A couple of months ago, I wrote a blog post about the workshop Theatre Y hosted with Georges Bigot, about our plan to produce Macbeth together, and the seeding in our minds of an ensemble based company, a utopian dream that we were going to bring into reality. It was partially Georges’ fault, partially our own. In a sea of actors and theaters who shout “compromise with the system,” we raised our tiny voices and responded “No. A new theater is needed. A new system.”
Unfortunately, utopia is quite a bit easier to think about than enact. Mental assertion is easy, but the effort and time needed to convert idea into reality is not a resource everyone has. Georges’ production of Macbeth will open in October of this year. The ensemble’s training begins a month after he leaves, three day long intensives, from ten in the morning to ten at night each month, to familiarize ourselves with the text. We repeatedly improvise different staging of proposed scenes, argue hotly about the text, and, of course, dance.
The dancing is, by the way, an extraordinarily rich process that I will write more about at length later, from a more objective, analytical perspective. These progress blogs, however, are an attempt to bring the reader along with us, give a ground level picture of the process as it happens.
Not everyone can commit to a yearlong ensemble and play building process. When it is time for the second intensive, a good five members of the initial cast drop out, for various reasons. Some live in the suburbs and are too inconvenienced by the drive. Others dislike the fact that we won’t be cast until Georges gets back in May.
A week after the second intensive, we get word that Georges is flying back, on his own dime, to check up on us. We scramble to memorize lines, remember exactly the rules that he taught us for working with him. But while we work, Georges wants to talk, mainly about practicalities. Are we going to do this? Are we sure, really sure, that we understand what we’re getting into?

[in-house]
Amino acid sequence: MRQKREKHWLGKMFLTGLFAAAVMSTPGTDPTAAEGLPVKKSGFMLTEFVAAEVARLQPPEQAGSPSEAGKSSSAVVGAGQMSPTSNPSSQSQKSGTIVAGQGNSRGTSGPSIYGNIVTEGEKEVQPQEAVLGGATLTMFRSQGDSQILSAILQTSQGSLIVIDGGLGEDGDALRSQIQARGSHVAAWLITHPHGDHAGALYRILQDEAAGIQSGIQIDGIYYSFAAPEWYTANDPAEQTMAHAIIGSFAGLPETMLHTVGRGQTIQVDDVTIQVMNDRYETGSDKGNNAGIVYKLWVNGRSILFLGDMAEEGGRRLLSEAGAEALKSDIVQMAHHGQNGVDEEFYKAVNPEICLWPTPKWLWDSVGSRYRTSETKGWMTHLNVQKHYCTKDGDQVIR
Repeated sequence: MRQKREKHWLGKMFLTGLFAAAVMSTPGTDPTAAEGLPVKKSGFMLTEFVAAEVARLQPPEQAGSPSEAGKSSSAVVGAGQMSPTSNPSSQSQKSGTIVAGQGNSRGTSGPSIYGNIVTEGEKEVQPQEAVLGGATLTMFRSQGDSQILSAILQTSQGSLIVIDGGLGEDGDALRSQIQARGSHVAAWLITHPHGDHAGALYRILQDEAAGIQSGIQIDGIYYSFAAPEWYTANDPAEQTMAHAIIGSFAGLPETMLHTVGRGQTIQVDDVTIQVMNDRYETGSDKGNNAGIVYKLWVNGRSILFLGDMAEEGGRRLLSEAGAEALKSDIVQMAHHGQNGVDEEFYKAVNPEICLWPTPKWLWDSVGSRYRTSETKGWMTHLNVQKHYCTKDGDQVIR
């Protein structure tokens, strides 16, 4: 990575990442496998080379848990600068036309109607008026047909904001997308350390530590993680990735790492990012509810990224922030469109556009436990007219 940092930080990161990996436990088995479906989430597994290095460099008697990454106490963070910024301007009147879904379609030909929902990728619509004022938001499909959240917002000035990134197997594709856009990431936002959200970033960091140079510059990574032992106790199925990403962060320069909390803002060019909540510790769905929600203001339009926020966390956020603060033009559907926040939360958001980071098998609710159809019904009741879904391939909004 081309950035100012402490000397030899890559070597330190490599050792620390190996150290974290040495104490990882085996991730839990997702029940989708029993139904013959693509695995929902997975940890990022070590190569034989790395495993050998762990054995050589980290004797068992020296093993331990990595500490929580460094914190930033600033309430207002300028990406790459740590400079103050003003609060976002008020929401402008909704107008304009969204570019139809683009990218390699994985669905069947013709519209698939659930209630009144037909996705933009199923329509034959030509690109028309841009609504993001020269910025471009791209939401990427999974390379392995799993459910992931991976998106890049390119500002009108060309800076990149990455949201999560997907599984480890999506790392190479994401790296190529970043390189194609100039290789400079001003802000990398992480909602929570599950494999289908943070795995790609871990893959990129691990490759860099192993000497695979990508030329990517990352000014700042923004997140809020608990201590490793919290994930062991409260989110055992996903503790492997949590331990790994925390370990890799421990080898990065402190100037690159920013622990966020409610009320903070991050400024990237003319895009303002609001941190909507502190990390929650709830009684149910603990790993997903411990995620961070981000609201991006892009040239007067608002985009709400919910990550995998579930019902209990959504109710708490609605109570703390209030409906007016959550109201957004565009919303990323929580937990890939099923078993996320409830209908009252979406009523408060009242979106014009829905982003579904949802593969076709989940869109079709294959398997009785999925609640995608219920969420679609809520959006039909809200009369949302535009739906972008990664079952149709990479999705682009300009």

Maybe we don’t. But we each nod our assent anyway, assuring ourselves that we soon will. This is what Georges has taught us. To present the proposition and find our way through it as best we can, working through each moment of the scene until it is true. If we lie, it is because it’s impossible to proceed without lying. It is an act of faith, rather than truth.
Georges reiterates before he leaves, over and over again, that thirteen people is not enough to stage his Macbeth.
By that time the next month we’re down to eleven.
I miss auditions. I have my own reasons, but it feels like the hinge that either holds, or snaps, sending all we’ve built tumbling into that subtle in-between of failure and not quite success, which is a worse fate than either of the two extremes. And I won’t be there to set it swinging.
So I get to the first intensive in February fifteen minutes before it starts, at Voice of the City’s performance space. It is a serviceable site to do our work, a black-ish box with lime green walls and a bar at the end that I’ve run into dancing more than once. But it has heat, unlike some of the other spaces we’ve been using, so none of the new actors will get scared off or turn into popsicles before the first day ends. “Never neglect the little things of life,” as Beckett once said.
My leg jiggles uncontrollably as the newcomers trickle in. The alien faces are timid, finding seats apart or in clusters. The older members of the ensemble sweep in and sweep up greetings and hugs. Already a gap is forming. It is an unintentional gap, to be sure, but it will be one we’ll have to close as soon as possible. In an ensemble, it’s not possible to have people who are in the loop and people who aren’t. If we want these twenty-four actors to stay with us, we won’t be able to show such preference.